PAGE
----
IOWA CITY, Iowa — As Nathan Stanley dropped into the pocket, Devonte Young performed a double move to Stanley’s left. When Young gained a step on the defensive back, the Iowa quarterback heaved a pass to the corner of the end zone.
Young hauled it in for a 21-yard touchdown and the Iowa offense erupted in joy.
Stanley looked the part of Iowa’s starting signal caller during the Kids Day open practice on Saturday. Despite Stanley’s play, the quarterback competition didn’t come more in focus on Saturday. Neither Tyler Wiegers nor Stanley is showing much separation 12 practices into camp.
But something else became clear. For one day, Stanley put together the kind of play needed out of the position. Whoever becomes QB No. 1 needs to replicate it come the regular season.
Nathan Stanley’s standout play
The longer practice went, the more Stanley stood out. He split first-team reps with Wiegers but made plays regardless of the players around him. He unofficially completed 13 of 23 passes for 153 yards and 3 touchdowns.
His most impressive pass of the day was his second touchdown toss to Young. He hit the receiver in stride on a deep throw which turned into a 50-plus yard score. He also found freshman wide receiver Max Cooper for a 4-yard touchdown.
Impact passing plays were too few and infrequent last season. The Hawkeyes need more production from the quarterback and passing game. Stanley provided it on Kids Day.
No one wanted to praise Stanley too much for his play, be it teammates or coach Kirk Ferentz. It is an open competition, and everyone is trying to be like Switzerland. They don’t want to give the impression of showing any favorites.
“This is one exposure out of 12,” Ferentz said. “So we are trying to measure the whole body out of 12. Again, both guys have done some really good things and both of them have some things they would like to change or take back. That is what you expect.”
Ferentz makes a good point. It is just one practice. It’s the definition of a small sample size. This performance alone isn’t enough to name him a starter, especially in a competition that may be closer than it appeared on Saturday.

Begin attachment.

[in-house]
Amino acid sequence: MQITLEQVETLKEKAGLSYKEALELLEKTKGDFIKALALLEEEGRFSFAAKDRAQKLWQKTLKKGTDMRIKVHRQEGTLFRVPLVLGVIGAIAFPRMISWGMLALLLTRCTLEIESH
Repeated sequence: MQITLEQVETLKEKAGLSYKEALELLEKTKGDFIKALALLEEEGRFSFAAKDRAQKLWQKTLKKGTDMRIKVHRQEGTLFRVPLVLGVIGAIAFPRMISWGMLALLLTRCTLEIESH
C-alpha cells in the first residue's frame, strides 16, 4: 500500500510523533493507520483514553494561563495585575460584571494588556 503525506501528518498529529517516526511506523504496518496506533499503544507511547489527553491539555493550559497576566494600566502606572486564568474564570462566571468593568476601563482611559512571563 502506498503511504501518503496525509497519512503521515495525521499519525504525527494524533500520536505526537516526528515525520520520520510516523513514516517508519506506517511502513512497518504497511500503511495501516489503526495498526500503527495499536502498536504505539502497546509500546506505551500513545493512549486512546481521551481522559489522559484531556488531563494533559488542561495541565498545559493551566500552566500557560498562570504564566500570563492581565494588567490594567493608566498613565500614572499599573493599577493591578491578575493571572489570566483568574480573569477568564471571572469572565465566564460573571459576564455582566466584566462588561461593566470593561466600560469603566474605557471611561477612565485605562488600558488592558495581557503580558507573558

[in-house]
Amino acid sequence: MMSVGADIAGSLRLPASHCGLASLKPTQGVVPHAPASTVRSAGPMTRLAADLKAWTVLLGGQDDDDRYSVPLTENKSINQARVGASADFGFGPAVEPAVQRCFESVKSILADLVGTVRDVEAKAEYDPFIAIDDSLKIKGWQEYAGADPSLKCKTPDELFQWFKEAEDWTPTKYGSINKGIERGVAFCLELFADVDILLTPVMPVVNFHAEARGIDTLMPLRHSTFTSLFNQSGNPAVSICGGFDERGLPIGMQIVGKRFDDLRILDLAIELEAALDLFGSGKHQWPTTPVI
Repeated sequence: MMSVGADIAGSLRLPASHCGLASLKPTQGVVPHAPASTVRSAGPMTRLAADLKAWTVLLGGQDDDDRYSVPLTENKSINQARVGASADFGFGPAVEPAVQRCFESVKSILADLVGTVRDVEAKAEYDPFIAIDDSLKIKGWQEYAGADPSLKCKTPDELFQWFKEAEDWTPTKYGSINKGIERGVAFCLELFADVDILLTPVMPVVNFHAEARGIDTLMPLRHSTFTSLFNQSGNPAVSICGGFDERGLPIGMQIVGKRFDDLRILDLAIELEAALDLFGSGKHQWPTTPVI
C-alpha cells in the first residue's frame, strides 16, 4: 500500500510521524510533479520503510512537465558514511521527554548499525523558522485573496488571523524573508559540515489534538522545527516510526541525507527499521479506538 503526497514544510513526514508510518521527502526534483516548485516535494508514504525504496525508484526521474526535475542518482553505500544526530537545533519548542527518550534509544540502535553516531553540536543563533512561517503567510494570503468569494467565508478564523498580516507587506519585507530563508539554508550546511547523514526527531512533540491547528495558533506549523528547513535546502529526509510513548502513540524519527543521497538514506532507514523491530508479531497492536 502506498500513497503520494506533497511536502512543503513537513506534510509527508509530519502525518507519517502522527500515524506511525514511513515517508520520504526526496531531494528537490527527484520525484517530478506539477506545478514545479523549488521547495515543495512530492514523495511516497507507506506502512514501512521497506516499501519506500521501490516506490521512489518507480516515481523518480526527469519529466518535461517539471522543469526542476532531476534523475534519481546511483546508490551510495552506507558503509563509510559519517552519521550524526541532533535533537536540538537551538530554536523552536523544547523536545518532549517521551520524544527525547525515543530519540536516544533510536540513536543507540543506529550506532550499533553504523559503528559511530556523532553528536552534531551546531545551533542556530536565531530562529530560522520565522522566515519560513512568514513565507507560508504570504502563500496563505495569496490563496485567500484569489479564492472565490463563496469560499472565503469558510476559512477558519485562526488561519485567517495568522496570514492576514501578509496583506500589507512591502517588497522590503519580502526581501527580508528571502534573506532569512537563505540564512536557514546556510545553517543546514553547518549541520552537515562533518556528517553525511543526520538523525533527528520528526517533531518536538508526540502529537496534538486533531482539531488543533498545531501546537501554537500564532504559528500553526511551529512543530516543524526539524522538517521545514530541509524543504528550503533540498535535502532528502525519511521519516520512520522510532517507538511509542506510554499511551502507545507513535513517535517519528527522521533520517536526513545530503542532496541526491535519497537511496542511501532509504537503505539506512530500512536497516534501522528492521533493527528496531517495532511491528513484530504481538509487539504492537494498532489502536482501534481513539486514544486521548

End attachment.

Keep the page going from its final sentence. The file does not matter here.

“They are both like neck and neck right now,” running back Akrum Wadley said.
Stanley made several throws the fans in attendance walked out talking about. It was harder to recall big play Wiegers made. The latter is not the impression a player wants to leave.
Wiegers overthrew a wide open Brandon Smith on a deep pass. A downfield Wiegers toss to Ihmir Smith-Marsette led to a pass interference penalty. The result goes down as a positive, but the pass was underthrown.
Too much of Wiegers’ performance was reminiscent of the spring game, as he unofficially completed 6 of 14 passes for 31 yards. That’s the last thing the Hawkeyes want to see from a quarterback in camp.
“They are both gaining ground,” Ferentz said. “They are both like our team. They have things they have to do to get better.”
Finding a starting quarterback
Stanley entered spring as the overwhelming favorite to win the job. He beat out Wiegers for the backup job as a true freshman in 2016. But he never pulled away in March and April.
Even though both entered camp on equal footing, Stanley is still the favorite to win the job. He showed he can beat out Wiegers once. He is yet to do so again, opening up the possibility of each playing against Wyoming on Sept 2.
“We would rather not, but if that is what it means, that is what it means,” Ferentz said. “Quite frankly it would be nice at some point, in a perfect world, when we start preparing for our first game to have a one and two. I think it’s better for the team overall. We will handle it however we have to handle it.”
For now, that means Stanley and Wiegers trade off reps with the starters. It’s the only way to let the best quarterback emerge.
“Usually time exposes things,” Ferentz said. “I doubt it’s going to be clear cut, but you never know.”
It will be if someone plays like Stanley on Saturday in consecutive scrimmages.